Flexible and remote work has grown rapidly. 73% of managers said it is common in their organizations, 37% already manage fully or predominantly remote teams, though 33% of managers definitely feel it’s not right for everyone.
A sizable number of managers remain skeptical and they lack skills and training to trust the new arrangements. So says a new study by UK-based City & Guilds and The Institute of Leadership and Management. They also note 71% believe they’re competent enough to manage people well, but from other sources we know that at least 42% are dead wrong.
The bad news: 29% of managers still say they need to monitor their employees’ progress closely, suggesting they do not trust them to manage themselves even though 90% claim to believe employees can. Almost half the professionals studied did not feel MANAGERS in general are prepared to handle flex work arrangements properly (though we say we think better of employees). The study also says, "72% of managers claimed to manage by results and 80% claim to reward people for getting the job done, but when asked to rate the statement “Loyal employees work long hours”, a majority agreed, which would seem to undermine a results-measurement approach."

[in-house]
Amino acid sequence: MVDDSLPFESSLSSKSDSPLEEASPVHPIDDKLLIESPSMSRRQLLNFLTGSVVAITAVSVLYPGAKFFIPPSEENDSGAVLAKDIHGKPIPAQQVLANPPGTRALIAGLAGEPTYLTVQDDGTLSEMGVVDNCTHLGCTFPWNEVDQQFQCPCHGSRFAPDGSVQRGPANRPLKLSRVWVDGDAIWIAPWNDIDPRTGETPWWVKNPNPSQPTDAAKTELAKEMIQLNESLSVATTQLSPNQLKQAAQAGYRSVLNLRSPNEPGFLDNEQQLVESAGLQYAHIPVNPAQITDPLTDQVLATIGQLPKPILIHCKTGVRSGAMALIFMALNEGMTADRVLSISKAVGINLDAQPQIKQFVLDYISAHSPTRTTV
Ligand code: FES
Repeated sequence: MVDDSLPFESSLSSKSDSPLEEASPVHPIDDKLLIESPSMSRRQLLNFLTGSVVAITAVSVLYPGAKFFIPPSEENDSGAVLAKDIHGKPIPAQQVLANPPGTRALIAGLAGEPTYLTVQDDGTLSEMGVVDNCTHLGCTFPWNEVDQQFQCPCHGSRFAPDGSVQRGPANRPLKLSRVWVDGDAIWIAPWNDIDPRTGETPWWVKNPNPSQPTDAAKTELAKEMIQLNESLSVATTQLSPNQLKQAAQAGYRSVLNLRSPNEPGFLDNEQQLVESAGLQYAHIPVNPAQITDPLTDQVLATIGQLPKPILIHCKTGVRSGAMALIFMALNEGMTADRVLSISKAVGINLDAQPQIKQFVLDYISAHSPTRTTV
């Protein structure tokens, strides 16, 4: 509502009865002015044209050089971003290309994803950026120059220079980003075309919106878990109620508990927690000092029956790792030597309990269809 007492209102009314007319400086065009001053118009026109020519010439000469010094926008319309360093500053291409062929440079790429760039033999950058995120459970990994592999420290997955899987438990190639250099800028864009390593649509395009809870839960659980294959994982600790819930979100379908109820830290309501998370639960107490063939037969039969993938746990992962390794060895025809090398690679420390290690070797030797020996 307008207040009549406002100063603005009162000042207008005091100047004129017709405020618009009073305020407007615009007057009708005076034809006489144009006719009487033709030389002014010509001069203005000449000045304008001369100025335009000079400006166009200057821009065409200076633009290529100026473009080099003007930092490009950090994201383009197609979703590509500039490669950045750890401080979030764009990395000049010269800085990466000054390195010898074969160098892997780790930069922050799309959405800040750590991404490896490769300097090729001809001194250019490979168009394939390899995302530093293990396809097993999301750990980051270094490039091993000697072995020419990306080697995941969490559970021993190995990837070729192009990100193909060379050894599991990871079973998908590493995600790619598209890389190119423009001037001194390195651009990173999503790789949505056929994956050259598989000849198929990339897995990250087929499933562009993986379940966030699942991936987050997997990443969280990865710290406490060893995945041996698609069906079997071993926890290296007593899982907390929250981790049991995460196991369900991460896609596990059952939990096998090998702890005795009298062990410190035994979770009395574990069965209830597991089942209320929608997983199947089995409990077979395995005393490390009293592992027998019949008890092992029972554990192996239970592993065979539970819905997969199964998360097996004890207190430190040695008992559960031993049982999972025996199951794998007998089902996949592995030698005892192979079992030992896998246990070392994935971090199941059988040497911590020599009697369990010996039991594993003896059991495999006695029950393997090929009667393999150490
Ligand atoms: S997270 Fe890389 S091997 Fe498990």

Clearly many managers remain conflicted about this, although equally clearly there’s a growing body of leaders who not only have solved the problem, but are actively experiencing higher productivity among teams they’ve set up this way. In fact the study’s panel of experts insist that in a great many cases flex and remote arrangements are at least as productive and often more so (74% for flex and 45% for remote insisting it adds, with only 2% and 8% respectively believing there are negative effects). Most agree it reduces stress.
Interestingly, though 71% feel competent at managing people, only 24% have any training for these new arrangements. Those who have managed such teams, however, dispel common myths. Most say they’re easy to keep up with, that most people work hard and effective teamwork can be expected. The full, clearly-written, 34-page report is available online at: www.cityandguilds.com/tomorrowsleaders.